U.S. Coast Guard Lt. Cmdr. Mike Morefield has his new shoulder boards attached by his mother, Bertha, and father, Richard, during a promotion celebration recently at his parents’ East Albany home. (July 6, 2013)
ALBANY, Ga. -- In 1986, Mike Morefield was toiling at Coats and Clark. At 26, he was wondering where his life was headed.
He decided a change was in order, so he enlisted in the United States Coast Guard. As things turned out, it was a good decision.
Late last week, Morefield's proud parents, Bertha and Richard, celebrated Morefield's promotion to Lieutenant Commander during a shoulder board ceremony in their front yard in East Albany.
"When I first went in (to the Coast Guard) I was just going to do my four years than come back home and get a job at Miller (Brewery) or P&G and make more money," Morefield said. "But after spending three years in Alaska I realized that being in the Coast Guard gave me tremendous career satisfaction."
Morefield entered USCG boot camp at Cape May, N.J., as a 26-year-old seaman recruit. By military standards, he was old.
"I think being a 26-year-old boot was an advantage for me," Morefield said. "I was way older than the other guys and more mature. Some of those guys weren't quite ready for what they were getting into, but I was."
After graduation Morefield was assigned to computers and communications work. He also began his trek from being an enlisted man to an officer -- a 'mustang' in Coast Guard slang.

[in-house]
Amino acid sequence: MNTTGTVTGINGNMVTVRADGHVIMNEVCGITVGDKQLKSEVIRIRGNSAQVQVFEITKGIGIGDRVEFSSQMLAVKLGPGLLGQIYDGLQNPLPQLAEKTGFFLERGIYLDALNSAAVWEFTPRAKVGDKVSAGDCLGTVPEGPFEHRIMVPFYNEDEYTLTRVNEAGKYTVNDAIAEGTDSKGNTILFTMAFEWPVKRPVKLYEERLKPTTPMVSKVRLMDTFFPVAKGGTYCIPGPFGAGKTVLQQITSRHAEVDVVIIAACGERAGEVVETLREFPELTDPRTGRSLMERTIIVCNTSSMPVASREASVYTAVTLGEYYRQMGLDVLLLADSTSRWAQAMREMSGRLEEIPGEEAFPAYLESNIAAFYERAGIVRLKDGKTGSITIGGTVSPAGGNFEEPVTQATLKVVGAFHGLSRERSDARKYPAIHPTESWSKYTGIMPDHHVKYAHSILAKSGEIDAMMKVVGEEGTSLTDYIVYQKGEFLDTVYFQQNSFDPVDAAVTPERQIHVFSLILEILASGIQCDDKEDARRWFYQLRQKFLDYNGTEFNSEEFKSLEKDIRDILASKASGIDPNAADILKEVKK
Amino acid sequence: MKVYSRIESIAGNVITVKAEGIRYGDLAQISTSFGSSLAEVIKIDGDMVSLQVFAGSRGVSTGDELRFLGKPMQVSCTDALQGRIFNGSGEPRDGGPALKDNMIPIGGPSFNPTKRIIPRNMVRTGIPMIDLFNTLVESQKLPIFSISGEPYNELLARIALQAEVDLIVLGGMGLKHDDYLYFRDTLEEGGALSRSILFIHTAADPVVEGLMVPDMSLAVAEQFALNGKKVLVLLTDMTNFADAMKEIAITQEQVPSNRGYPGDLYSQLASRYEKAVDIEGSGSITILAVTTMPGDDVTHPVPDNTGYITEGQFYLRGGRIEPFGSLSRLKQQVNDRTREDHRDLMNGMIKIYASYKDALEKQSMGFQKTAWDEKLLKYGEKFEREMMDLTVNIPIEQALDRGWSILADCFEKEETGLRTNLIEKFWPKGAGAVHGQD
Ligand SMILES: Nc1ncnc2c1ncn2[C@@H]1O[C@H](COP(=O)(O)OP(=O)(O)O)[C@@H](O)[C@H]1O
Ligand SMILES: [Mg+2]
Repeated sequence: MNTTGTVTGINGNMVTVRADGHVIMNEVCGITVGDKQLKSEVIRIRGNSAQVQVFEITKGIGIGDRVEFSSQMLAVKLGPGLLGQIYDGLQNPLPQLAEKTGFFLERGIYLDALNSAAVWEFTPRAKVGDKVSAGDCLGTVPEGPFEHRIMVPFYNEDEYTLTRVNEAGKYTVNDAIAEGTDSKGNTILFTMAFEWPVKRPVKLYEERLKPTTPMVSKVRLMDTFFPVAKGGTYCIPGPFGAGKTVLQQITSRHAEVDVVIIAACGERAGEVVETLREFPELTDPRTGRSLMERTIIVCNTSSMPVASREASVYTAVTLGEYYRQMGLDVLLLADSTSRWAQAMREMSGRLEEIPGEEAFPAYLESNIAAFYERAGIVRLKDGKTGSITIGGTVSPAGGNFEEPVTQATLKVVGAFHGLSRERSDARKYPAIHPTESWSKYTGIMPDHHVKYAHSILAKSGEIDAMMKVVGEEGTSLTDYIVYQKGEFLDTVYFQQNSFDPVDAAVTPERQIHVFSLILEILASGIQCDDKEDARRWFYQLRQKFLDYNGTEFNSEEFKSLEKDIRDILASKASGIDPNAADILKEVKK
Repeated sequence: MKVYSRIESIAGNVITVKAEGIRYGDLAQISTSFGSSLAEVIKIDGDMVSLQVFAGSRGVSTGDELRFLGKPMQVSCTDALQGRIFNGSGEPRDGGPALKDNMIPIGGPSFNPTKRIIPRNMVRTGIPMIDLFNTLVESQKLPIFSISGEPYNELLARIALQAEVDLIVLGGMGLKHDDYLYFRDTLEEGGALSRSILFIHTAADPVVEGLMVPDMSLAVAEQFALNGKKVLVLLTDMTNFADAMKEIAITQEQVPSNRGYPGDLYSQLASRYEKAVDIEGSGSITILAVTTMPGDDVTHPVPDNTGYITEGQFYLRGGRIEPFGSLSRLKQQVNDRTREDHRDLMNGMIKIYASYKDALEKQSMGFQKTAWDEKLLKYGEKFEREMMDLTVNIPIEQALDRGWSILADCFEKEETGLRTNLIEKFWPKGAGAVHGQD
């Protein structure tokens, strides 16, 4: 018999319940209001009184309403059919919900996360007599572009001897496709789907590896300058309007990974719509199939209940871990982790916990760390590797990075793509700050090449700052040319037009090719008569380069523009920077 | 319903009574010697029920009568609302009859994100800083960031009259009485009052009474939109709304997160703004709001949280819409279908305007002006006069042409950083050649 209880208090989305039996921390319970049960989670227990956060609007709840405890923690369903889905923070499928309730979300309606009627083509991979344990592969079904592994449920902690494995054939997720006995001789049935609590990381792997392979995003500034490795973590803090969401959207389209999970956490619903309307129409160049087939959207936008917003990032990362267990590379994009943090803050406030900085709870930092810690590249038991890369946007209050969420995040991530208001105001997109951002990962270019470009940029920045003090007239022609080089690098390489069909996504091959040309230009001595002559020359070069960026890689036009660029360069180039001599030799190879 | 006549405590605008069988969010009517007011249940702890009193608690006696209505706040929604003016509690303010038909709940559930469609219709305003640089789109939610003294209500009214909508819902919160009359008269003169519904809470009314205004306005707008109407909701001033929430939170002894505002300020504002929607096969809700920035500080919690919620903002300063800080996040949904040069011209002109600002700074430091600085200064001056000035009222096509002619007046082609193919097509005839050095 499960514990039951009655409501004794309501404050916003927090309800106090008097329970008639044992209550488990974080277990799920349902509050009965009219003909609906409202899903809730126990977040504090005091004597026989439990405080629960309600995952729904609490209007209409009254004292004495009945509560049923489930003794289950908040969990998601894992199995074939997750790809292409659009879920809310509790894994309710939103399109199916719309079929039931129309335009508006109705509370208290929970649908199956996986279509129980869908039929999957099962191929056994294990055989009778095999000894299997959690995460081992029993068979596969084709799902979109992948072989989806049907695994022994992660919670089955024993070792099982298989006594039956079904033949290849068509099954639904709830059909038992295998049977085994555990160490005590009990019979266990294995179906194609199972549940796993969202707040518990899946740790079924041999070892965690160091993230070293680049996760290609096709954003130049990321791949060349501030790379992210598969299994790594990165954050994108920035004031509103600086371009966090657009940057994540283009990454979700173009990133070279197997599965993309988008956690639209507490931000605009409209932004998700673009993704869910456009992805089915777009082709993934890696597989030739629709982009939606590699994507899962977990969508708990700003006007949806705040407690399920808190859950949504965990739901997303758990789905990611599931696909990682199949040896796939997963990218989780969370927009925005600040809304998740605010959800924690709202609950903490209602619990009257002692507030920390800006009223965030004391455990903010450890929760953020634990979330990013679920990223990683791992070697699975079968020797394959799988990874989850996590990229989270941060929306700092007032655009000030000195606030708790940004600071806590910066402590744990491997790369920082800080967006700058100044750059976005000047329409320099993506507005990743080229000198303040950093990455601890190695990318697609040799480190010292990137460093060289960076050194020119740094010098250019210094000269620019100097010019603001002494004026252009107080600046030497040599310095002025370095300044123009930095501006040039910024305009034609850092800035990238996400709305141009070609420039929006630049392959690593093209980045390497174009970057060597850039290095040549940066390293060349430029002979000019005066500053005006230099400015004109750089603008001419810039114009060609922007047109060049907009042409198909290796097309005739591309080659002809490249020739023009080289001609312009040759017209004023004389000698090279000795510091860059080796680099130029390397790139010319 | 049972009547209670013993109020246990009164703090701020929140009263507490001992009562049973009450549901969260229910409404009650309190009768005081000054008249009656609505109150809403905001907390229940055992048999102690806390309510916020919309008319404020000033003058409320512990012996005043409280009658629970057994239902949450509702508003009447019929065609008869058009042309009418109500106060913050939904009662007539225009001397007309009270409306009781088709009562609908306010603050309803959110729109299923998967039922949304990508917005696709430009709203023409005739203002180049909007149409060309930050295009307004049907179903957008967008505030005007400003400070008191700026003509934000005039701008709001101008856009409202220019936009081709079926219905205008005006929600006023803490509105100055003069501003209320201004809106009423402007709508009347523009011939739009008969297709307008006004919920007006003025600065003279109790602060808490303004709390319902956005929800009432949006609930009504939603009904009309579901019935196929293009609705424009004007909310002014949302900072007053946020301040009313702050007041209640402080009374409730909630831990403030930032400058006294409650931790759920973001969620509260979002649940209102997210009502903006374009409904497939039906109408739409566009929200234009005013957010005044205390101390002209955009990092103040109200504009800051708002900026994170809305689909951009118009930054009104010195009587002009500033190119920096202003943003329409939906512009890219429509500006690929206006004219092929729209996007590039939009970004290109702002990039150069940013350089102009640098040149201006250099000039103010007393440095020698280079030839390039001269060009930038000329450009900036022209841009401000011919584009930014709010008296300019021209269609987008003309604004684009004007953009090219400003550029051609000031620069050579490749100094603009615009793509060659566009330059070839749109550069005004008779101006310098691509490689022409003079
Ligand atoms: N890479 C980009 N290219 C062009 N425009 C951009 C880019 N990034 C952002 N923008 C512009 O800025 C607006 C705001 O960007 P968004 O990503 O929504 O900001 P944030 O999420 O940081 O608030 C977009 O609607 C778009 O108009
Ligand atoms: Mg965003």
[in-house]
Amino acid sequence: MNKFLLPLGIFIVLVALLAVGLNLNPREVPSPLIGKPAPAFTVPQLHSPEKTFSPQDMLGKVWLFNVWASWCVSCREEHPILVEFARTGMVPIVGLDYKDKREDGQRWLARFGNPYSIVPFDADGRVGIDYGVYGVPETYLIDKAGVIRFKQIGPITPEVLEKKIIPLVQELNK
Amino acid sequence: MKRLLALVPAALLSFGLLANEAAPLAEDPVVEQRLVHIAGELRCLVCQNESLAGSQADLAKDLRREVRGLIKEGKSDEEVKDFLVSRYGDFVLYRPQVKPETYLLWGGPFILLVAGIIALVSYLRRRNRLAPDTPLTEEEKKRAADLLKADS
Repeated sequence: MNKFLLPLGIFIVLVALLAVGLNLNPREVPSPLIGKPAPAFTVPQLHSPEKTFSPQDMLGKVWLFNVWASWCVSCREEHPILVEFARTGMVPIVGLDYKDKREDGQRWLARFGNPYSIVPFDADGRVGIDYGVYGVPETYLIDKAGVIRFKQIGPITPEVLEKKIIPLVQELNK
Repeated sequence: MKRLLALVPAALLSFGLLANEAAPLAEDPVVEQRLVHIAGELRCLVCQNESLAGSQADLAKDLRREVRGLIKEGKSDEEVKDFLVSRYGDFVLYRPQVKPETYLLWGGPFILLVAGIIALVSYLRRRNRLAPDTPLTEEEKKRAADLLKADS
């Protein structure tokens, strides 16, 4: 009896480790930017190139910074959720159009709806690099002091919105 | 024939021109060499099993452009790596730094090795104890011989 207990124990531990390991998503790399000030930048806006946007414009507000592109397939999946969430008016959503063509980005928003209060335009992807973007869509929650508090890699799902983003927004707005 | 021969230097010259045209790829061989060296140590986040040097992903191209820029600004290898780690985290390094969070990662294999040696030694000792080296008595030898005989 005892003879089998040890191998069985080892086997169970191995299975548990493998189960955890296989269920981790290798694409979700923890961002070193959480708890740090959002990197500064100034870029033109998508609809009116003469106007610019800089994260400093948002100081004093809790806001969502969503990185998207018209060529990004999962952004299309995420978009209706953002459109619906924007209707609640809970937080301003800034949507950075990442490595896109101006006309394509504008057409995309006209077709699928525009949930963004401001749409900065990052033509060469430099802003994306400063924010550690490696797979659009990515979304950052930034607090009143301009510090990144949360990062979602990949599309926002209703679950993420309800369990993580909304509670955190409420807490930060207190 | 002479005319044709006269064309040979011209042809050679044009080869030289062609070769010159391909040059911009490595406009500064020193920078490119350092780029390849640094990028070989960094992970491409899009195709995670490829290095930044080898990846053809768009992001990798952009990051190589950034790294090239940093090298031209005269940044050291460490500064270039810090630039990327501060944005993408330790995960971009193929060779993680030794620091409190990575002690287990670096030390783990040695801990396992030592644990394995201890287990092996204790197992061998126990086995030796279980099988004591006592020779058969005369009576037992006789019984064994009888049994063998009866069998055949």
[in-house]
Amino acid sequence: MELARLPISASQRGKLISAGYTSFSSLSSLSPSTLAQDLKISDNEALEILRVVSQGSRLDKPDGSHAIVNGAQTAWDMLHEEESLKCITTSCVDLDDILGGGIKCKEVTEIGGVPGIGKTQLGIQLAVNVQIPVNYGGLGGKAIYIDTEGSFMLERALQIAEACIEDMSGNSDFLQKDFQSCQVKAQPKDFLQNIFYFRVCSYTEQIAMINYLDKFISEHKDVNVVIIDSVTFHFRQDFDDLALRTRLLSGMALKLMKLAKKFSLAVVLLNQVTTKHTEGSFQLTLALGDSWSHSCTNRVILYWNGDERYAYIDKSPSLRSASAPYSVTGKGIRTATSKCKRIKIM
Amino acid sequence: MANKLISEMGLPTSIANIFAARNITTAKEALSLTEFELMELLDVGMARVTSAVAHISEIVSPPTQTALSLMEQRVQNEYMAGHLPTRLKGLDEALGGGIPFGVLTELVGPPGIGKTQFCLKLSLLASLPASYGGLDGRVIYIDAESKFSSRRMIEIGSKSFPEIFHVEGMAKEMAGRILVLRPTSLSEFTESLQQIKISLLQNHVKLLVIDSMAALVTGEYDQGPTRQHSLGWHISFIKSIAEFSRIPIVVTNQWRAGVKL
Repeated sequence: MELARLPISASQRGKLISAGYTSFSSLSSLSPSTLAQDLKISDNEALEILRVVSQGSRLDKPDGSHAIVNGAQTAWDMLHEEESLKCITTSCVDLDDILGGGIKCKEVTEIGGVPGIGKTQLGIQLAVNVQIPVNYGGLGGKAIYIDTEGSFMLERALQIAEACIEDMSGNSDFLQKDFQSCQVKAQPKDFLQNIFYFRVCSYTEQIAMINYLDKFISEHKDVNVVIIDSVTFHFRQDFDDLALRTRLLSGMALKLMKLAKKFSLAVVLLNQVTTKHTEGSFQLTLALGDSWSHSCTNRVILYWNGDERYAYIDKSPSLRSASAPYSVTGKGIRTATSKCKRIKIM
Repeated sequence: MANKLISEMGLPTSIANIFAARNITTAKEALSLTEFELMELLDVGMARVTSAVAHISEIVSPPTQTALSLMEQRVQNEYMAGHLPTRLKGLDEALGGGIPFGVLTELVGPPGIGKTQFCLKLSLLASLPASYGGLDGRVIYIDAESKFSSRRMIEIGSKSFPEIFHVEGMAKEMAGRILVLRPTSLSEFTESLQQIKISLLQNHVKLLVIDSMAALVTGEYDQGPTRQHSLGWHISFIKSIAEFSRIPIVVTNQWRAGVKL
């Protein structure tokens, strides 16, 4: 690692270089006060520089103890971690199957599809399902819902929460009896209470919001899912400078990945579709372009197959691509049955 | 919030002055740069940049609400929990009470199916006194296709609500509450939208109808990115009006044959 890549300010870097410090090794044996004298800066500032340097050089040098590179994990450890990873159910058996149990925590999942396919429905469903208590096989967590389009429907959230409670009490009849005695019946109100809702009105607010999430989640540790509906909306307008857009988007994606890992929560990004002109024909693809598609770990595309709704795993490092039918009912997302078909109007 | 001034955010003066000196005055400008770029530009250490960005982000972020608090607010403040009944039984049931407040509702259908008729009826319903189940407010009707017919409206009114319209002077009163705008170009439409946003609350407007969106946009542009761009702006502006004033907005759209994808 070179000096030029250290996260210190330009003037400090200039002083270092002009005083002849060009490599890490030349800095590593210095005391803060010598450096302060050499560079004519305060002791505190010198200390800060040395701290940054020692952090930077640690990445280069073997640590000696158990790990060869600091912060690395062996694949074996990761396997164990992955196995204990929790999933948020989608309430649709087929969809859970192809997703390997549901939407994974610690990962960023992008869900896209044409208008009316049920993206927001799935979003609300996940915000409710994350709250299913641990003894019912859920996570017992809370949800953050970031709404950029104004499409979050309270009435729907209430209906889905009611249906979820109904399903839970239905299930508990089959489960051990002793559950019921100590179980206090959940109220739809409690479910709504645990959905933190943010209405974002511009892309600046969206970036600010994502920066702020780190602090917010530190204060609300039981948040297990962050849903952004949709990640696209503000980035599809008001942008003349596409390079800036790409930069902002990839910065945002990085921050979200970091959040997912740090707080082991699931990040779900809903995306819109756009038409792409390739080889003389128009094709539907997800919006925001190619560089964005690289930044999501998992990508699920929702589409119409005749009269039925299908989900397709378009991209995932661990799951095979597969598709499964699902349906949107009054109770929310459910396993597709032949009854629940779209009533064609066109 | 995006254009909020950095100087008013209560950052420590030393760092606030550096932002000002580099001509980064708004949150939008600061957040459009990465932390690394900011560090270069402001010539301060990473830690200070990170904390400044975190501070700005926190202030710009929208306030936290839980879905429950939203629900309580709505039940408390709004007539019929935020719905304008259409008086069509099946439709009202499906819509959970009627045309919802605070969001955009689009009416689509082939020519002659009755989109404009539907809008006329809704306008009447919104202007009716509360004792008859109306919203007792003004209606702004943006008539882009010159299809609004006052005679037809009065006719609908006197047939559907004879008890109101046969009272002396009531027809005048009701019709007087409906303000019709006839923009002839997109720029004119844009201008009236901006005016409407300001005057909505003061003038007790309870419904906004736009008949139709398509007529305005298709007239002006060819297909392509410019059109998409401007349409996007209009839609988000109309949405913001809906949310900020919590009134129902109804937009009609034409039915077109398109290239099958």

In 2001 he was promoted to chief petty officer, the next year he earned his bars as a chief warrant officer 2 and held that rank for four years before making lieutenant, and finally lieutenant commander last week.
"This promotion was different," Morefield recalled. "Once you reach a certain point they don't care about your back ground. And sometimes just being good isn't good enough."
Currently stationed at USCG Base Portsmouth, Va., Morefield's group is tasked with revamping the "May day" distress system used throughout the Coast Guard.
At 58, once again his age is an advantage in that he is more experienced than many of his fellow junior officers.
"Everybody is aware of the long path I took to get here today," Morefield said. "Part of my job is to mentor and help bring people up. We all appreciate having someone senior help put things into perspective."